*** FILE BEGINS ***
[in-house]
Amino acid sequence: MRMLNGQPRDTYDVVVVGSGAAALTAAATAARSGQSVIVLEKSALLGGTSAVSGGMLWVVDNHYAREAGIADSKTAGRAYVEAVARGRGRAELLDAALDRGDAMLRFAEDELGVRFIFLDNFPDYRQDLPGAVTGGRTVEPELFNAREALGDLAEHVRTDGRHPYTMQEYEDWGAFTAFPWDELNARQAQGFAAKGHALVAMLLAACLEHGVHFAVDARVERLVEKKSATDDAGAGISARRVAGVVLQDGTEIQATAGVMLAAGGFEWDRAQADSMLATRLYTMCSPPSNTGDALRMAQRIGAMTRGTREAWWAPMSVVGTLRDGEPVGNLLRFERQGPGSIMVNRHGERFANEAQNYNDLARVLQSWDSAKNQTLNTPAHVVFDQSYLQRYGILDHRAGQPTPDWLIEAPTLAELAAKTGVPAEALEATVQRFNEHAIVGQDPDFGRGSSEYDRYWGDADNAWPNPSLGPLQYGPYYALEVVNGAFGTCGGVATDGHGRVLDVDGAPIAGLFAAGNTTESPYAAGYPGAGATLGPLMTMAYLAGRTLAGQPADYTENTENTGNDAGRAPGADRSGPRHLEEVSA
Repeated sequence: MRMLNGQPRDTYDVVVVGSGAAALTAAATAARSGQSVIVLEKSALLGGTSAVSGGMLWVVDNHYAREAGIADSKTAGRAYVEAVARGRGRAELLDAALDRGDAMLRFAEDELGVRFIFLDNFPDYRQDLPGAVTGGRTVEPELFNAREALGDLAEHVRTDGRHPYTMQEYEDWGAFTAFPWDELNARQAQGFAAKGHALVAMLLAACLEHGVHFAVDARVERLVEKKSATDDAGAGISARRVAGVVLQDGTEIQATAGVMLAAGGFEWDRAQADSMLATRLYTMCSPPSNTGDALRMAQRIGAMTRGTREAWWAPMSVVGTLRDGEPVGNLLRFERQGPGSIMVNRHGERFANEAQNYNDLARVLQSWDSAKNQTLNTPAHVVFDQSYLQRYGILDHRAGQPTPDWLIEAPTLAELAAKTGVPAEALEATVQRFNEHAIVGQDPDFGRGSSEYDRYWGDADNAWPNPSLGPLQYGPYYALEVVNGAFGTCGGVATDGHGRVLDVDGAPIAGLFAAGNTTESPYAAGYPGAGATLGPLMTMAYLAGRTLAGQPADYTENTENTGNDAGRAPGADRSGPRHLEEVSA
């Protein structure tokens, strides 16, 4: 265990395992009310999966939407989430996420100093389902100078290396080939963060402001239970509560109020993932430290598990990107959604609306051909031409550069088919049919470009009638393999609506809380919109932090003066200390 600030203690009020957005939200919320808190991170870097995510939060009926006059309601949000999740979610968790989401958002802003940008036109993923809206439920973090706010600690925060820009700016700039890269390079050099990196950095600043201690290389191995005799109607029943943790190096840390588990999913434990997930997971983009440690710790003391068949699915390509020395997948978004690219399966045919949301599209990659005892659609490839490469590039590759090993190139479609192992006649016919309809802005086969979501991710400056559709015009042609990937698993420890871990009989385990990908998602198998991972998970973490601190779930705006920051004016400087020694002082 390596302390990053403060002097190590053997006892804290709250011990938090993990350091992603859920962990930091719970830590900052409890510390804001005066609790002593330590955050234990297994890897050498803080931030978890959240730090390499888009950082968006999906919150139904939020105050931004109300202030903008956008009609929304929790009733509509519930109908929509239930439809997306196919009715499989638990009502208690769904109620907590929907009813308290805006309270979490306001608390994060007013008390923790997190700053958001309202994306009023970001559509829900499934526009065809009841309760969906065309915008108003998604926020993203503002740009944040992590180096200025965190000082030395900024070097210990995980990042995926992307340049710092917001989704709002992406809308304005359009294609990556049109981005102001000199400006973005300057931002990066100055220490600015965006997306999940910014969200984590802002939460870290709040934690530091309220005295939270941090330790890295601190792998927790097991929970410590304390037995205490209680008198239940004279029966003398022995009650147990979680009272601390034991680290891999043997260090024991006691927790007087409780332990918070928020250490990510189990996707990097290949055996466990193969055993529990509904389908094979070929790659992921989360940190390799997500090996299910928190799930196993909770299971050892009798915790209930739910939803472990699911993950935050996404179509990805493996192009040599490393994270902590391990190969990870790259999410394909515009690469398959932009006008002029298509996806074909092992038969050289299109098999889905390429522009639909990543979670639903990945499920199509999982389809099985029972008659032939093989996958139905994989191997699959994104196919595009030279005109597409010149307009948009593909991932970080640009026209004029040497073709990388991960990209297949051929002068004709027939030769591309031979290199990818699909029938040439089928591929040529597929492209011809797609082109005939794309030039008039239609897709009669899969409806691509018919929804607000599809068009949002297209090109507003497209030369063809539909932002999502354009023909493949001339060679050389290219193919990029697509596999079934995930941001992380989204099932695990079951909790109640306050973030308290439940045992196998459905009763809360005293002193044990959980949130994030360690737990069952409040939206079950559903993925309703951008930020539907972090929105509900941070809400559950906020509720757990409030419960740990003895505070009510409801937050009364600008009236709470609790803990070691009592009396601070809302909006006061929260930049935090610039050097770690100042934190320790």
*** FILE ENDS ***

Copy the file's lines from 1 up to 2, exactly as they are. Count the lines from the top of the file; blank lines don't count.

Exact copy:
[in-house]
Amino acid sequence: MRMLNGQPRDTYDVVVVGSGAAALTAAATAARSGQSVIVLEKSALLGGTSAVSGGMLWVVDNHYAREAGIADSKTAGRAYVEAVARGRGRAELLDAALDRGDAMLRFAEDELGVRFIFLDNFPDYRQDLPGAVTGGRTVEPELFNAREALGDLAEHVRTDGRHPYTMQEYEDWGAFTAFPWDELNARQAQGFAAKGHALVAMLLAACLEHGVHFAVDARVERLVEKKSATDDAGAGISARRVAGVVLQDGTEIQATAGVMLAAGGFEWDRAQADSMLATRLYTMCSPPSNTGDALRMAQRIGAMTRGTREAWWAPMSVVGTLRDGEPVGNLLRFERQGPGSIMVNRHGERFANEAQNYNDLARVLQSWDSAKNQTLNTPAHVVFDQSYLQRYGILDHRAGQPTPDWLIEAPTLAELAAKTGVPAEALEATVQRFNEHAIVGQDPDFGRGSSEYDRYWGDADNAWPNPSLGPLQYGPYYALEVVNGAFGTCGGVATDGHGRVLDVDGAPIAGLFAAGNTTESPYAAGYPGAGATLGPLMTMAYLAGRTLAGQPADYTENTENTGNDAGRAPGADRSGPRHLEEVSA